Open Access Research article

A prospective controlled study: minimally invasive stereotactic puncture therapy versus conventional craniotomy in the treatment of acute intracerebral hemorrhage

Houguang Zhou1, Yu Zhang1, Ling Liu2, Xu Han3, Yinghong Tao4, Yuping Tang3, Wei Hua5, Jianzhong Xue6 and Qiang Dong3*

Author Affiliations

1 Department of Geriatrics, Huashan Hospital, Fudan University, Shanghai, China

2 Department of Neurology, Jinling Hospital, Nanjing University Medicine School, Nanjing, China

3 Department of Neurology, Huashan Hospital, Fudan University, Shanghai, China

4 Department of General Medicine, Ouyang Hospital, Hongkou District, Shanghai, China

5 Department of Neurosurgery, Huashan Hospital, Fudan University, Shanghai, China

6 Department of Neurology,Affiliated ChangShu Hospital, Yangzhou University, Changshu, China

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BMC Neurology 2011, 11:76  doi:10.1186/1471-2377-11-76

Published: 23 June 2011

Abstract

Background

Spontaneous intracerebral hemorrhage (ICH) is a devastating form of stroke with the high mortality twofold to sixfold higher than that for ischemic stroke. But the treatment of haematomas within the basal ganglia continues to be a matter of debate among neurologists and neurosurgeons. The purpose of this study is to judge the short-term and long-term clinical value of minimally invasive stereotactic puncture therapy (MISPT) on acute ICH.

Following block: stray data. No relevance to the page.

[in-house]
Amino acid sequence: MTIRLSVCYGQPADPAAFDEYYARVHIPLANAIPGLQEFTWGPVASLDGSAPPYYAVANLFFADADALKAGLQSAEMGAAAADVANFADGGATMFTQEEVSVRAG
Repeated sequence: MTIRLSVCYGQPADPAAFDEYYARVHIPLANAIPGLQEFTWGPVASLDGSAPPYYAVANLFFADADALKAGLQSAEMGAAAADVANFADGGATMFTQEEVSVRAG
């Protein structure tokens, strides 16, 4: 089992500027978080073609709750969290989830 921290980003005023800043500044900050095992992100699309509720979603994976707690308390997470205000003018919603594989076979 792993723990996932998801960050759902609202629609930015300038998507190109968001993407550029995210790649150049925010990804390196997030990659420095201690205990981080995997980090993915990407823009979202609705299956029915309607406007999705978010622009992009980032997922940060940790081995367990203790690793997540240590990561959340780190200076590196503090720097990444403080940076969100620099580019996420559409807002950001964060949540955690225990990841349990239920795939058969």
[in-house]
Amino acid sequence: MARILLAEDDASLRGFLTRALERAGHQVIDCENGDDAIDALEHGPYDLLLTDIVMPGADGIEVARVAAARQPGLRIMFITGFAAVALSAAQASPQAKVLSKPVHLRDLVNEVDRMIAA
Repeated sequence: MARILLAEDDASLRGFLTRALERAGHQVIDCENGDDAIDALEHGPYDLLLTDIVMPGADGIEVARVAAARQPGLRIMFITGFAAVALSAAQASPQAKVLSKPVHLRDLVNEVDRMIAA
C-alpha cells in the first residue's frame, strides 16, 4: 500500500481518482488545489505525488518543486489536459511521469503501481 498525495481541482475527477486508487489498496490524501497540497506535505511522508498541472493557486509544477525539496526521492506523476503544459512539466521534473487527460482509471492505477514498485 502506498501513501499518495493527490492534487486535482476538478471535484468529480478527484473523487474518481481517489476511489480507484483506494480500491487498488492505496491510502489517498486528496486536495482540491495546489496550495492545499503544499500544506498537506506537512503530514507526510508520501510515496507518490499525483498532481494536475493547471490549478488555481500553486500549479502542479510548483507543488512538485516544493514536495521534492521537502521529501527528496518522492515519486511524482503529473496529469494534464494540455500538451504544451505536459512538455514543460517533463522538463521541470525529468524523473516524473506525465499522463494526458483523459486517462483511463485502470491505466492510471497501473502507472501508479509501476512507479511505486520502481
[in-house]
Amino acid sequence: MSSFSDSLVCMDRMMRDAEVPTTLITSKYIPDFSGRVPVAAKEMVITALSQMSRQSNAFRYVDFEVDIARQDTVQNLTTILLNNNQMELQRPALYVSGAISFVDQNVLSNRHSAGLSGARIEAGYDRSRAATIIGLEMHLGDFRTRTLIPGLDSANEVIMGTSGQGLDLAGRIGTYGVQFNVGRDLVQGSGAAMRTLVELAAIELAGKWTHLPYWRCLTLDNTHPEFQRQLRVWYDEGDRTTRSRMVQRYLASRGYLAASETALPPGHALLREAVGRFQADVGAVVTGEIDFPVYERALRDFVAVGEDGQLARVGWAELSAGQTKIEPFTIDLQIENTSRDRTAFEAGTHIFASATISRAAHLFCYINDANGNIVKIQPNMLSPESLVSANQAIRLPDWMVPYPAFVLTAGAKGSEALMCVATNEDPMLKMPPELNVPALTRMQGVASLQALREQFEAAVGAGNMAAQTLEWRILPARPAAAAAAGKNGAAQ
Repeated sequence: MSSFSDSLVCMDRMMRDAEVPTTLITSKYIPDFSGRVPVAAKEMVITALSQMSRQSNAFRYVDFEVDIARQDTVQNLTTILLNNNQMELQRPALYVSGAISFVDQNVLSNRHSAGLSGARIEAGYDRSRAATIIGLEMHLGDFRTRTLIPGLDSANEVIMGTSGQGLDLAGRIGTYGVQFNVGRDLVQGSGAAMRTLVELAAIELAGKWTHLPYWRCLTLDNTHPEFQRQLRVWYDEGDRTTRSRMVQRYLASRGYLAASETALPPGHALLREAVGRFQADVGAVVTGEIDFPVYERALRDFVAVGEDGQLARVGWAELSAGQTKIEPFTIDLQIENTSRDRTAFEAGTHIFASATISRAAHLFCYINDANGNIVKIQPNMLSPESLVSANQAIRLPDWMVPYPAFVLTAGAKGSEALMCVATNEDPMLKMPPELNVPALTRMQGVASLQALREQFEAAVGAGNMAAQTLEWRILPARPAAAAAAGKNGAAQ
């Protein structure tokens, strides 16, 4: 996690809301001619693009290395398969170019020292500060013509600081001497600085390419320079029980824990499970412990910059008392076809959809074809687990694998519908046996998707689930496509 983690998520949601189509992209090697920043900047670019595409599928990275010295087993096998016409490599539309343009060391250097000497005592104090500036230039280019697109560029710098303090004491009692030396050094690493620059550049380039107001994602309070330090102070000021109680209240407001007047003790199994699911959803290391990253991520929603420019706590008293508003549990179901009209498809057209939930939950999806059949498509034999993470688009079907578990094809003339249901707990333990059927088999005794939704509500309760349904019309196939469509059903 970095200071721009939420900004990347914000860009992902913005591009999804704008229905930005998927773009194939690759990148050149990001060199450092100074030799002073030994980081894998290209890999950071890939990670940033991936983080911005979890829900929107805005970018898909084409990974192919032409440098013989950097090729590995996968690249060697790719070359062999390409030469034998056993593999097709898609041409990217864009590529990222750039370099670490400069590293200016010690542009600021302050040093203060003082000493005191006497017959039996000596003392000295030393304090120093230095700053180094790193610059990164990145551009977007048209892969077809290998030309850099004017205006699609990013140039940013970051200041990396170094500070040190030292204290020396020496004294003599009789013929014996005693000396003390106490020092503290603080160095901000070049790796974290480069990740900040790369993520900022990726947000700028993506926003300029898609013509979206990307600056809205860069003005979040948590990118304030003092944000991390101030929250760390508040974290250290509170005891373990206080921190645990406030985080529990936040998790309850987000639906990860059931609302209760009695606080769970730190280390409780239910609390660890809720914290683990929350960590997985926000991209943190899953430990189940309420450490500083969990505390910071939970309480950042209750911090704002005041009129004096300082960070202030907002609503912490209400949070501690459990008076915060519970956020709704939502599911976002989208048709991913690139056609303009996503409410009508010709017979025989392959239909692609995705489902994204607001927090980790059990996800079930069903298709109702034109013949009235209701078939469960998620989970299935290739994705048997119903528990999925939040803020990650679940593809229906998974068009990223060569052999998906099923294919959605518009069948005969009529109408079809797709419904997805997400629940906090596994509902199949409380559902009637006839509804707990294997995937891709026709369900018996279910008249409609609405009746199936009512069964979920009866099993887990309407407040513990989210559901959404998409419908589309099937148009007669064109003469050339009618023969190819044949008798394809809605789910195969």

Methods

A prospective controlled study was undertaken. The clinical trial was in compliance with the WMA Declaration of Helsinki - Ethical Principles for Medical Research Involving Human Subjects. According to the enrollment criterion, there were 168 acute ICH cases analyzed, of which 90 cases were performed by MISPT (MISPT group, MG) and 78 cases by Conventional craniotomy (CC group, CG), by means of compare of short-term outcome such as Glasgow Coma Scale (GCS) score, postoperative complications (PC) and rebleeding incidence (RI), moreover, long-term outcome of 1 year postoperation judged by Glasgow Outcome Scale (GOS), Barthel Index (BI), modified Rankin Scale (mRS) and case fatality (CF).

Results

GCS score of MG patients showed obvious amelioration when compared with that of CG (P = 0.039). The PC incidence of in MG decreased obviously compared with that of CG (P = 0.000). The incidences of rebleeding in MG and CG were 10.0% and 15.4% respectively (P = 0.293). There was no obvious difference between CFs of MG and CG. For three parameters representing long-term outcome,the GOS, BI and mRS in MG were ameliorated significantly than that of CG (P = 0.043, P = 0.011 and P = 0.042 respectively).

Conclusion

These data indicated that compared with CC, the advantage of MISPT was not only displayed in short-term outcome such as minute trauma and safety, but also seemed to be feasible and had a trend towards improved long-term outcome such as the GOS,BI and mRS.

Trial Registration

The Australian New Zealand Clinical Trials Registry (ANZCTR), the registration number:ACTRN12610000945022.